From Earl Grey to Boris Johnson: Brexit and the Anglo-American Constitutional Model
68 Pages Posted: 12 Nov 2019
Date Written: August 21, 2019
Trump and Brexit are at the forefront of political discussions around the world. Many treat them as symptoms of the same phenomenon: the rise of populism, nationalism, and xenophobia towards immigrants and refugees. Both seem to repeatedly challenge constitutional limits on a variety of fronts. Brexit was approved in a referendum by a slim majority, with wavering public support and in spite of a reluctant Parliament. Yet, all British political players feel bound by its results and have taken steps to withdraw from the EU, absorbing the costs of trillions of dollars to their economy. Exclusionary policies may not be enough to explain the extraordinary politics involved. This Article argues that the forces affecting Brexit are rooted in nineteenth century Britain. It deconstructs the familiar narrative that casts the US as the archetype of a constitutional model, with a formal supreme Constitution, judicial review, and popular sovereignty. In that narrative, the UK is cast as the antithesis, because Parliament reigns supreme, it has no formal Constitution, and it lacks a doctrine of judicial review. This Article reveals that, even as this narrative was becoming orthodoxy during the nineteenth century, the UK was already operating under a model similar to the US, demonstrating a continued commitment to popular, rather than parliamentary, sovereignty. The fact that Parliament refers major decisions to the People and carries out those decisions, as exemplified in the British determination to go ahead with Brexit, signals that the People is the sovereign, not Parliament. The challenges encountering popular sovereignty have remained the same over the past two centuries though gaining new dimensions: enfranchisement, protectionism, territorial divisions, and allocation of legislative power. This Article demonstrates how Britain has been operating under a common Anglo-American constitutional model for the past 200 years and highlights its implications for comparative constitutional law. The common Anglo-American model sheds new light on the meaning of the government’s mandate at elections, the rise of party power, and the conditions that would legitimize packing the courts.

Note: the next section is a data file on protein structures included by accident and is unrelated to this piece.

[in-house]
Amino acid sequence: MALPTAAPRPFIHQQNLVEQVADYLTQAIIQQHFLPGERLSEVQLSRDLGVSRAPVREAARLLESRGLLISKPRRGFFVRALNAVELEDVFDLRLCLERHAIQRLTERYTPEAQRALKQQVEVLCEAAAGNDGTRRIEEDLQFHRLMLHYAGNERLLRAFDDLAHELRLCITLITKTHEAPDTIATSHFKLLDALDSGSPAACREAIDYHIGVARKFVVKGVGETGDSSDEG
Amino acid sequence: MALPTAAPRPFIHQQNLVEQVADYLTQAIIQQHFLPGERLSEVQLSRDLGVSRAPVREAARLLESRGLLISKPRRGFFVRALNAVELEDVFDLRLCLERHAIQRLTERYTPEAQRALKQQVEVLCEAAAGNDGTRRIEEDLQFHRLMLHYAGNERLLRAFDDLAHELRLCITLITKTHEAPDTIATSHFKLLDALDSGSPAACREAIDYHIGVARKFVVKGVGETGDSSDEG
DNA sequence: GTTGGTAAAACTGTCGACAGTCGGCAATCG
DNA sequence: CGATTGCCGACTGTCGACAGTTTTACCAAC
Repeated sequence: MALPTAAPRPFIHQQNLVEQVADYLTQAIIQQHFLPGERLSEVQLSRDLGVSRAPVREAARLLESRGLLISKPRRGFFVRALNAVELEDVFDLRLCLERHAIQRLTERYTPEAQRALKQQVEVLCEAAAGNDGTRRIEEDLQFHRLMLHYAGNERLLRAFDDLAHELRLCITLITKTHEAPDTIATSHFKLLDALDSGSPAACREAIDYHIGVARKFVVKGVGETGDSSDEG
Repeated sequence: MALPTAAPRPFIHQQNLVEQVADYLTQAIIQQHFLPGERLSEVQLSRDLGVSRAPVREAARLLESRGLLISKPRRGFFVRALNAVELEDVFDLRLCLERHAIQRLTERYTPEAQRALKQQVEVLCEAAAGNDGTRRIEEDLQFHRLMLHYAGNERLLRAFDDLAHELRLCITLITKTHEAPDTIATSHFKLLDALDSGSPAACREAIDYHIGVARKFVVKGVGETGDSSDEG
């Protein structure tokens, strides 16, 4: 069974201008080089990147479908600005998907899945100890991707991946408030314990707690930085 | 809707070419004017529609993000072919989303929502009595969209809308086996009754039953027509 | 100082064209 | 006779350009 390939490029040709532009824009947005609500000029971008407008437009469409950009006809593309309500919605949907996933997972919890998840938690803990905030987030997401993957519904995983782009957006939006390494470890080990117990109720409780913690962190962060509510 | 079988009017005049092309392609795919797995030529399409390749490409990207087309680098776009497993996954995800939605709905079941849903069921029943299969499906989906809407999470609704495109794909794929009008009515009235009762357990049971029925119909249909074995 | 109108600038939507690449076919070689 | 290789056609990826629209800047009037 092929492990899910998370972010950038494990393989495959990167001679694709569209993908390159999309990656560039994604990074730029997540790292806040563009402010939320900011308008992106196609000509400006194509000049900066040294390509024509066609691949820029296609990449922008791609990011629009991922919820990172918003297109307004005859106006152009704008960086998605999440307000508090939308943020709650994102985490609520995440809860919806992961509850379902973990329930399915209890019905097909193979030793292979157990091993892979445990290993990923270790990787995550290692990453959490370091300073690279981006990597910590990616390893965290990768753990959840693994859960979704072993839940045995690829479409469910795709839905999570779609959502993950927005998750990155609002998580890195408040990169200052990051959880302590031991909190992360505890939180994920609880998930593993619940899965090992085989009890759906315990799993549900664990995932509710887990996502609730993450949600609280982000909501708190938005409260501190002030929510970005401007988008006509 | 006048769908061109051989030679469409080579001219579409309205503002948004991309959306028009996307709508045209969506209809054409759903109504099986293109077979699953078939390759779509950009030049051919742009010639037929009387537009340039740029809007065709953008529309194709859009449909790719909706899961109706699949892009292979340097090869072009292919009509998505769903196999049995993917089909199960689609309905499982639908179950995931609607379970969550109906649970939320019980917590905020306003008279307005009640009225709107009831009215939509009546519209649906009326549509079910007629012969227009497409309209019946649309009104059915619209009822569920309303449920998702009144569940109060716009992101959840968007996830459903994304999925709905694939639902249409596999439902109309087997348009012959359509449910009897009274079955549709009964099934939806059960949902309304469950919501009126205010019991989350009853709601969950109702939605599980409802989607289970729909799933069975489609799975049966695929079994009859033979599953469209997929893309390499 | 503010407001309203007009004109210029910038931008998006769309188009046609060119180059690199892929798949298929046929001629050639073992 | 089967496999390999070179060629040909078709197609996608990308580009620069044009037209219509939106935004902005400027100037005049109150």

Keywords: Brexit, Miller, popular sovereignty, parliamentary sovereignty, mandate theory, House of Lords, judicial review, packing the court, secession, revolution, evolution
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